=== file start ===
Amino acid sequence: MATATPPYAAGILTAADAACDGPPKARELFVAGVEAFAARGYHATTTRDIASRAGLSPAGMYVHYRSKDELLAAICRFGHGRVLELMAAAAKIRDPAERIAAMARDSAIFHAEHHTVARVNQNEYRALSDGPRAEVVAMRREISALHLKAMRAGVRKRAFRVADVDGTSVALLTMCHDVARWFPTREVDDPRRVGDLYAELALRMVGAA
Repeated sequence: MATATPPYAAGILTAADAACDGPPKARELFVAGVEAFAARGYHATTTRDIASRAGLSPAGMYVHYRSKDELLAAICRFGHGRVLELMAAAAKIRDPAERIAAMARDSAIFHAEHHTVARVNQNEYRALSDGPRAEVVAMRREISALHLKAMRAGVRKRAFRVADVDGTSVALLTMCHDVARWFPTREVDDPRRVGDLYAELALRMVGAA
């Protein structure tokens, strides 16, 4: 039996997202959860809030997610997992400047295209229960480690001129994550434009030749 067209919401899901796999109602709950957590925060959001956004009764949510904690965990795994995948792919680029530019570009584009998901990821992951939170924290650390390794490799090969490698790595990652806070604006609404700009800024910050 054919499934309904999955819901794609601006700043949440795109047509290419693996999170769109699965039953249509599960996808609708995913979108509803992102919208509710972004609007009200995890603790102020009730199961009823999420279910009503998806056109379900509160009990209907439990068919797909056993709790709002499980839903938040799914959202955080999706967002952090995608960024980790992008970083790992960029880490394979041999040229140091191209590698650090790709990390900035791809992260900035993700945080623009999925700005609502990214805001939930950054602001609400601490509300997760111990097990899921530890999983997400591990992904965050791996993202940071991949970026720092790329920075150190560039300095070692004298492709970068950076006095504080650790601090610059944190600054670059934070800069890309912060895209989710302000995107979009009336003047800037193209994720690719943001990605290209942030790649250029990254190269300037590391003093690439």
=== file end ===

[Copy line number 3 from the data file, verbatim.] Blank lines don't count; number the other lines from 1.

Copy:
């Protein structure tokens, strides 16, 4: 039996997202959860809030997610997992400047295209229960480690001129994550434009030749 067209919401899901796999109602709950957590925060959001956004009764949510904690965990795994995948792919680029530019570009584009998901990821992951939170924290650390390794490799090969490698790595990652806070604006609404700009800024910050 054919499934309904999955819901794609601006700043949440795109047509290419693996999170769109699965039953249509599960996808609708995913979108509803992102919208509710972004609007009200995890603790102020009730199961009823999420279910009503998806056109379900509160009990209907439990068919797909056993709790709002499980839903938040799914959202955080999706967002952090995608960024980790992008970083790992960029880490394979041999040229140091191209590698650090790709990390900035791809992260900035993700945080623009999925700005609502990214805001939930950054602001609400601490509300997760111990097990899921530890999983997400591990992904965050791996993202940071991949970026720092790329920075150190560039300095070692004298492709970068950076006095504080650790601090610059944190600054670059934070800069890309912060895209989710302000995107979009009336003047800037193209994720690719943001990605290209942030790649250029990254190269300037590391003093690439």